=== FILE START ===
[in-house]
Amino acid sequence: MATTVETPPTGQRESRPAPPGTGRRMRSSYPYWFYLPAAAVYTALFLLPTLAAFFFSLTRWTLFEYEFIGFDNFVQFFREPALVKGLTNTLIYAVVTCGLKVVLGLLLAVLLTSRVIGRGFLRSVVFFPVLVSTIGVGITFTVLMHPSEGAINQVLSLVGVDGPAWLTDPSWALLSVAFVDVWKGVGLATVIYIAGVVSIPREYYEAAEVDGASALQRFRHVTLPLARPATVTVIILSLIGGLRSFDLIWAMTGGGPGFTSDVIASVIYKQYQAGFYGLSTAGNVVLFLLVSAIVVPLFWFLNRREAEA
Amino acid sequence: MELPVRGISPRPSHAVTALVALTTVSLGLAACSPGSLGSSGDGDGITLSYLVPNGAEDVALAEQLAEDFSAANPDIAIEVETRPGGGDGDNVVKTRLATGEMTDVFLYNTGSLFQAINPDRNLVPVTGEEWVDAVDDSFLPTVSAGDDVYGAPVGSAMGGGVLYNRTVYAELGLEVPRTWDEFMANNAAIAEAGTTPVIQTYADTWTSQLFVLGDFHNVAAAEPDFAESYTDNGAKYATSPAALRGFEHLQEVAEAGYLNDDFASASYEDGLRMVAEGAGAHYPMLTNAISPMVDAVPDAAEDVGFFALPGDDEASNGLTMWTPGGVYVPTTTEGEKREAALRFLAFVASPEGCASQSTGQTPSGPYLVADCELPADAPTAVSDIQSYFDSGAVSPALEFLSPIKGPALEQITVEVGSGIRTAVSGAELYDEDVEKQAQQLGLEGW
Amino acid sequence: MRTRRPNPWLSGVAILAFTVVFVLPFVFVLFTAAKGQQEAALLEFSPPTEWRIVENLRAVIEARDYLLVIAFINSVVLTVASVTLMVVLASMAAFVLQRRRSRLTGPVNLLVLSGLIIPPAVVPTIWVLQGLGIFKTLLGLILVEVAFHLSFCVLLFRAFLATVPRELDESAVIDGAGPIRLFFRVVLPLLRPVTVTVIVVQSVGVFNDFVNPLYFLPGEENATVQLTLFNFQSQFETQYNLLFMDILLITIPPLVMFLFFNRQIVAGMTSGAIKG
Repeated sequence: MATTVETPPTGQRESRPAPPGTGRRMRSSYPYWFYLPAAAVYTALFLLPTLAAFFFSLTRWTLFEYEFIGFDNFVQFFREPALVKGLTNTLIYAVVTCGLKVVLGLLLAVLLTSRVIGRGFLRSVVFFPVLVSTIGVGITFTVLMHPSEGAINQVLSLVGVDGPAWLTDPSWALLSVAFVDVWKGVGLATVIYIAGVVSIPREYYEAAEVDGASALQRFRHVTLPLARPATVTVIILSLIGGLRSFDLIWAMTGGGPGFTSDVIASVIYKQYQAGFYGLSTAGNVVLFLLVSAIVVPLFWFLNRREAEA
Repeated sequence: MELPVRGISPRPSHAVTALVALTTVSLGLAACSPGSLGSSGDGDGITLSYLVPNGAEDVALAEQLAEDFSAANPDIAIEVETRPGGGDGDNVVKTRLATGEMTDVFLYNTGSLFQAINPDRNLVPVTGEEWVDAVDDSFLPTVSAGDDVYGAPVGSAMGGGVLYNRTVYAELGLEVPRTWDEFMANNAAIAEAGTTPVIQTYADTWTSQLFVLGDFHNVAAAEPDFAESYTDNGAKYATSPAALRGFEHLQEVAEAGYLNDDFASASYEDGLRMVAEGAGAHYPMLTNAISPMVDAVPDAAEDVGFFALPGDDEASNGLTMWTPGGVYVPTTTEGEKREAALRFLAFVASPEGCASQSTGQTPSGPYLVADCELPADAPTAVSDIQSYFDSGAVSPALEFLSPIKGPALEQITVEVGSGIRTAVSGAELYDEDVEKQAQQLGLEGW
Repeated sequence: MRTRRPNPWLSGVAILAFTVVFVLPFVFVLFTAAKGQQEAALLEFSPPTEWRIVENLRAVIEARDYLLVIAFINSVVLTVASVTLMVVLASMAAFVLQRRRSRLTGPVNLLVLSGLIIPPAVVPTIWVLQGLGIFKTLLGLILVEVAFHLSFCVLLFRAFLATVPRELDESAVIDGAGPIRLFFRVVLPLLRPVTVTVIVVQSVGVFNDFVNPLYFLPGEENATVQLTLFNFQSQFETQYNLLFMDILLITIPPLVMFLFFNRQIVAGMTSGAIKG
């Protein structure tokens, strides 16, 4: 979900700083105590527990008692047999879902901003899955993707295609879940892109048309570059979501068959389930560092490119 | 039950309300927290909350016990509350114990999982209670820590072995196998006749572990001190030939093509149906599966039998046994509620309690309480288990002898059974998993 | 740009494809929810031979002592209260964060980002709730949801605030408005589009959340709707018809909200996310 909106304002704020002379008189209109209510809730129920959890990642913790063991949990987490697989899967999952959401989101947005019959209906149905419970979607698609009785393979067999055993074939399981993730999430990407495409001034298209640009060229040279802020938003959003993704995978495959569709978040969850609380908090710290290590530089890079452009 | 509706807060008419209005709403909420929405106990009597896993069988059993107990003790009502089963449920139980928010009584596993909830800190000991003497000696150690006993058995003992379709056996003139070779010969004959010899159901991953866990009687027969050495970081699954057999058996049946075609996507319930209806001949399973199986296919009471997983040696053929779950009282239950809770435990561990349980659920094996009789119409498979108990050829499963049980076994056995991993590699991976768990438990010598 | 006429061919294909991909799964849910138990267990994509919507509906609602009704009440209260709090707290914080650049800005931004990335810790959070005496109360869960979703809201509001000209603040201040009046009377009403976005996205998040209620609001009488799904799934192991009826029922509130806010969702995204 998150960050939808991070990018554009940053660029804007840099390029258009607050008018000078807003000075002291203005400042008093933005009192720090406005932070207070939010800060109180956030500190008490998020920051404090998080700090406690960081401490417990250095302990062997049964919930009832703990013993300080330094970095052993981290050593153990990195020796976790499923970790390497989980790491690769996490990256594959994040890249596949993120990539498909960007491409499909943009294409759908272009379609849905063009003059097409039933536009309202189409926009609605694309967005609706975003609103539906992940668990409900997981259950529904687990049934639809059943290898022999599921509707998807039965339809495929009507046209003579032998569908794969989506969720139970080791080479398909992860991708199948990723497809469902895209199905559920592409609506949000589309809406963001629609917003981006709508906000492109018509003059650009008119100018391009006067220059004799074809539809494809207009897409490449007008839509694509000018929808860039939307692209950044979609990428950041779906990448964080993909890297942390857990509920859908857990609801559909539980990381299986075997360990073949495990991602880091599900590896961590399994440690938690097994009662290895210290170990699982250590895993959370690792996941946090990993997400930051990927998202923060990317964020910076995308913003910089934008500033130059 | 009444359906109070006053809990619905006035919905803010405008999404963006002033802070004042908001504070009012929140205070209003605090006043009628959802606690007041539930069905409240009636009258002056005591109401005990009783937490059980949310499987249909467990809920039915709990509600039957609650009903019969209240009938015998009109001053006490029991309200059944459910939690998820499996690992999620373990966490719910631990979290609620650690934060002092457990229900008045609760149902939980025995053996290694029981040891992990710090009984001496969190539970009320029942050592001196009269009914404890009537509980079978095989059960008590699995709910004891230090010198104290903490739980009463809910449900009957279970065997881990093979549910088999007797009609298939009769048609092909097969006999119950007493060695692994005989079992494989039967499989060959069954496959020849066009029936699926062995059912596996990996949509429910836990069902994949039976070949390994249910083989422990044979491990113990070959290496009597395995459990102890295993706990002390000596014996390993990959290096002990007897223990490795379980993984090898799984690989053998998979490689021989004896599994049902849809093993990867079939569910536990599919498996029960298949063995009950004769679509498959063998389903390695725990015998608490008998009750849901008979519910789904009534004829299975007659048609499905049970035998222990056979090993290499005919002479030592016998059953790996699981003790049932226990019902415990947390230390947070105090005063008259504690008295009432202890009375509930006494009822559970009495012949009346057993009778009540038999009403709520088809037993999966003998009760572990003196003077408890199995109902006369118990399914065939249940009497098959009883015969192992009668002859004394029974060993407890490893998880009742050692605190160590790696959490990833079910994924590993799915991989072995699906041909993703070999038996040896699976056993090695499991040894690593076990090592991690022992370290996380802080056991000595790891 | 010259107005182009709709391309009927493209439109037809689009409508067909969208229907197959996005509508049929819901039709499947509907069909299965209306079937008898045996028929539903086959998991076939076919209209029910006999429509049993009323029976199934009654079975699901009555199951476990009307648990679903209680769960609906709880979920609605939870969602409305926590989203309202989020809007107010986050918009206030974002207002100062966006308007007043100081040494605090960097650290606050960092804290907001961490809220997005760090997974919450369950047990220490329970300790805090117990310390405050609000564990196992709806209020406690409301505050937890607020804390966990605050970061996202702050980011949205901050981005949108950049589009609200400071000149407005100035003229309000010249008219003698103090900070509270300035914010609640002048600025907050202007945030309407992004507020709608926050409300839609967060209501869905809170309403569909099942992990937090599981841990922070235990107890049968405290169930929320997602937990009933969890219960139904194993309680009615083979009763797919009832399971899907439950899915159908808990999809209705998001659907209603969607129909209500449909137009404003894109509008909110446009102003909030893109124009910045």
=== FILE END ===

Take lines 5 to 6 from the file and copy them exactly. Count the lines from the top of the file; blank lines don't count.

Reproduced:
Repeated sequence: MATTVETPPTGQRESRPAPPGTGRRMRSSYPYWFYLPAAAVYTALFLLPTLAAFFFSLTRWTLFEYEFIGFDNFVQFFREPALVKGLTNTLIYAVVTCGLKVVLGLLLAVLLTSRVIGRGFLRSVVFFPVLVSTIGVGITFTVLMHPSEGAINQVLSLVGVDGPAWLTDPSWALLSVAFVDVWKGVGLATVIYIAGVVSIPREYYEAAEVDGASALQRFRHVTLPLARPATVTVIILSLIGGLRSFDLIWAMTGGGPGFTSDVIASVIYKQYQAGFYGLSTAGNVVLFLLVSAIVVPLFWFLNRREAEA
Repeated sequence: MELPVRGISPRPSHAVTALVALTTVSLGLAACSPGSLGSSGDGDGITLSYLVPNGAEDVALAEQLAEDFSAANPDIAIEVETRPGGGDGDNVVKTRLATGEMTDVFLYNTGSLFQAINPDRNLVPVTGEEWVDAVDDSFLPTVSAGDDVYGAPVGSAMGGGVLYNRTVYAELGLEVPRTWDEFMANNAAIAEAGTTPVIQTYADTWTSQLFVLGDFHNVAAAEPDFAESYTDNGAKYATSPAALRGFEHLQEVAEAGYLNDDFASASYEDGLRMVAEGAGAHYPMLTNAISPMVDAVPDAAEDVGFFALPGDDEASNGLTMWTPGGVYVPTTTEGEKREAALRFLAFVASPEGCASQSTGQTPSGPYLVADCELPADAPTAVSDIQSYFDSGAVSPALEFLSPIKGPALEQITVEVGSGIRTAVSGAELYDEDVEKQAQQLGLEGW